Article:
Politics & Media
Oct 20, 2008, 05:35AM

The GOPs Brainwashing Tactics

"Joe the Plumber" is just the most recent example of a working-class guy who's been brainwashed by the right to see a hammer and sickle whenever liberals talk about taxes.

A4s joeplumber10170 42321c.jpeg.jpg?ixlib=rails 2.1


The saga of Samuel “Joe the Plumber” Wurzelbacher has become a terrific metaphor for the far-right-wing political strategy: brainwash the working class into opposing a policy that will actually help them.

I agree with John McCain when he states that Wurzelbacher is a victim in this whole escapade; however, his victimization is a result of the above-referenced brainwashing.  Let’s not forget how far-right conservatives brainwashed many people into thinking that Iraq was connected to 9/11. That charge has always been refuted, but as usual, the media didn’t do its job in helping Americans understand the truth. By the time the media really mounted its assault on this lie, it was too late—the damage had been done. The war in Iraq has been a massive detriment to lower income individuals but an economic boon for many of our country’s wealthiest individuals and corporations. And now, the far-right conservatives are brainwashing working-class people into believing that Barack Obama is going to raise their taxes.

The now infamous encounter between Joe the Plumber and Obama went something like this: Wurzelbacher told Obama that he had been a plumber for 15 years and was getting ready to buy a company that would make about $280,000.00 a year. Under Obama’s tax plan, his business would be taxed higher. If Obama was as snide and sarcastic as me, he could have responded by saying, “Yeah, and your point is…?” Joe the Plumber and advocates of his sentiment seem to believe that this plan tramples on the American Dream. Of course! I mean, we all can imagine the type of deterrent effect that this will have on business growth:  

“So, aren’t you going to try to grow your small business?”

“Are you kidding! If I make more money, then I’ll have to pay more taxes. No thank you, sir!”

“But, won’t you still make more money than you do now even after taxes are deducted?”

“That’s besides the point. I can’t stand the thought that the money I make might be helping the government or somebody in a lower economic position than me. Who do you think I am? Jesus Christ?”

Now, there has been a lot of unnecessary character assassination of Wurzelbacher. For example, the revelation that he’s not a licensed plumber, or the claim that he’s nowhere near financially fit to purchase the company he talked about. The truth is that you would be amazed at how many people in this country are not properly licensed for their trade. Joe has been plumbing for 15 years: he’s a fucking plumber. I’m not advocating improper licensing, but hell, in some courts failing to properly license might not even hurt your case. Unfortunately, claims like these have allowed the McCain campaign to make a frowny face and say that the liberal elite media is being mean to Joe the Plumber. I guess McCain is in no way culpable despite mentioning “Joe the Plumber” 15-some times in a nationally televised presidential debate. Regardless, this ends up overshadowing the fact that there are a couple of problems with the assertions Joe made to Sen. Obama.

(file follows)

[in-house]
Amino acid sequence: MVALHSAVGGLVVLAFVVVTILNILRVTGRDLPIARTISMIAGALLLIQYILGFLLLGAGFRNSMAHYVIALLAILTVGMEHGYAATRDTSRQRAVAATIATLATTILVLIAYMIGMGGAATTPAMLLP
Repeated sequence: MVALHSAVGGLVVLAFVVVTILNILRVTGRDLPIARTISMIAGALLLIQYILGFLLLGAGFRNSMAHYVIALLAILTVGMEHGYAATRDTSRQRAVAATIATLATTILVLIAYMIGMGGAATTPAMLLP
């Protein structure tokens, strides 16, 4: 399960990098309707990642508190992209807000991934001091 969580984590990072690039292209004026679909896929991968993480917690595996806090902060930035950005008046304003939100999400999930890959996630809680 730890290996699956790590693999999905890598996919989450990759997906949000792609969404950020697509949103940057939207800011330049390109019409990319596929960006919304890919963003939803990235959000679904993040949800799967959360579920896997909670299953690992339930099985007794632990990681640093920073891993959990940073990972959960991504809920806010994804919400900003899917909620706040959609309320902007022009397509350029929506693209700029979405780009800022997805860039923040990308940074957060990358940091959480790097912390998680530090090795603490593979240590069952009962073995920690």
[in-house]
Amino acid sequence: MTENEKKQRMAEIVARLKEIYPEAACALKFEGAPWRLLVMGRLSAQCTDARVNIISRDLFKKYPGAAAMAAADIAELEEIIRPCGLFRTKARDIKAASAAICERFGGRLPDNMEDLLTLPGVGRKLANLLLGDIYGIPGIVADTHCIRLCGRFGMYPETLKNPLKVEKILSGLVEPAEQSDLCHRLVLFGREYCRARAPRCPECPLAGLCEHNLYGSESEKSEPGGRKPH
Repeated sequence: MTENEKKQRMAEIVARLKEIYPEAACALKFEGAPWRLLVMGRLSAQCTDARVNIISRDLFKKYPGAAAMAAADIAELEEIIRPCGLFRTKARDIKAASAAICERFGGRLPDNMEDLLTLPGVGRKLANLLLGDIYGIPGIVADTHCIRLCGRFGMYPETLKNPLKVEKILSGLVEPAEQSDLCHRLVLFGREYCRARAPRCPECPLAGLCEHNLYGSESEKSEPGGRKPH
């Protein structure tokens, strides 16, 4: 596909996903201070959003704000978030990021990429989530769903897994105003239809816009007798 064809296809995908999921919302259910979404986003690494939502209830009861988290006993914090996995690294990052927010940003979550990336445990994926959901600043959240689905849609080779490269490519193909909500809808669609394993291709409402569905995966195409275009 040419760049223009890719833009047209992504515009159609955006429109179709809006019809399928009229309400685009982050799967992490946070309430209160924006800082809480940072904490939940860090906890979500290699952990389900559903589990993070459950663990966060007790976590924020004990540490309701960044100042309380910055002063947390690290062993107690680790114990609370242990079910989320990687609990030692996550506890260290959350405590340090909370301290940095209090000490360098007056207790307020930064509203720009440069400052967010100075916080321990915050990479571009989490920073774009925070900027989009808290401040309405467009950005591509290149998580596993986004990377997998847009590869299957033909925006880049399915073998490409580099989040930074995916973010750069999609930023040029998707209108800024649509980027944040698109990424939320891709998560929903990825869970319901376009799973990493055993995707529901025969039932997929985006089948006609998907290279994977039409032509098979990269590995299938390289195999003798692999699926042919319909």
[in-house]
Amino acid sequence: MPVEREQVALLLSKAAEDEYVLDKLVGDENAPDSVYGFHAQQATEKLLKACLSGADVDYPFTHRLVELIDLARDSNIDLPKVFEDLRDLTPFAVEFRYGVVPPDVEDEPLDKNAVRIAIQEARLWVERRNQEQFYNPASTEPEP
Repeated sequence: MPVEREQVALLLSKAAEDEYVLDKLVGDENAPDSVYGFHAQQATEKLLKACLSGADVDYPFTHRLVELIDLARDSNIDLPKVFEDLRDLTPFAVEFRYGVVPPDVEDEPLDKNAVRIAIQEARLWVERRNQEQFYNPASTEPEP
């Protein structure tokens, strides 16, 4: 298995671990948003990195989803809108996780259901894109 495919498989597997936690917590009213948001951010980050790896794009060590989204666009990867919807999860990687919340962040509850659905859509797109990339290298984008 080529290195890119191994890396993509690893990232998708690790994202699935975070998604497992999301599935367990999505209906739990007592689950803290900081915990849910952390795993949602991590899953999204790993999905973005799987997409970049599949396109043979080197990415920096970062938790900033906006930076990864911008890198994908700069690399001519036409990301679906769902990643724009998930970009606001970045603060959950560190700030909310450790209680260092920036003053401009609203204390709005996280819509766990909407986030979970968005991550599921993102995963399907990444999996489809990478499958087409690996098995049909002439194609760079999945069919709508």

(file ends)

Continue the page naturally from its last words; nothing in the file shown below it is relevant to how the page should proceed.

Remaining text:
First of all, Joe appears to have mistaken company income with company value. While he might be correct that the company he hoped to purchase was worth $280,000, the actual income that the company pulls in annually is under $250,000. Consequently, this company would not see a tax increase under Obama’s plan. Joe the Plumber even admitted this fact recently to a reporter.

However, there is minimal utility in discounting Joe’s claims simply because of factual discrepancies. Let’s say hypothetically that Joe really was planning on purchasing a company that made $280,000. The Tax Foundation did an analysis revealing that, in such a scenario, Joe the Financially Sound Company Owner would pay $773 more in taxes under the Obama plan than under the McCain plan. I got out my abacus and chart of logarithms to do the math: it’s a move from $280,000 to $279,227. Gosh, how will he feed his family, pay his bills and fuel his jetski?

But Obama did a terrible, terrible thing in his response to Wurzelbacher: he uttered the phrase “spread the wealth around.” Sacre bleu! Joe later admitted in an interview with Fox News Radio that it sounded like socialism to him. I agree with him, but to me it sounds like Democratic Socialism. We could argue about whether that’s what Obama wants to do and whether it would be a bad thing, but I just want to show that this is another example of brainwashing. The Rush Limbaughs of the world hear that off-the-cuff phrase, and to them it sounds like “WORKING MEN OF THE WORLD UNITE!”  Barack Obama = Stalin. Case closed. But this is like looking into the Louvre through a peephole, and saying, “Yup, I get it now.” Never mind that historically Marxist regimes have consistently been ignorant distortions of what Karl Marx actually preached.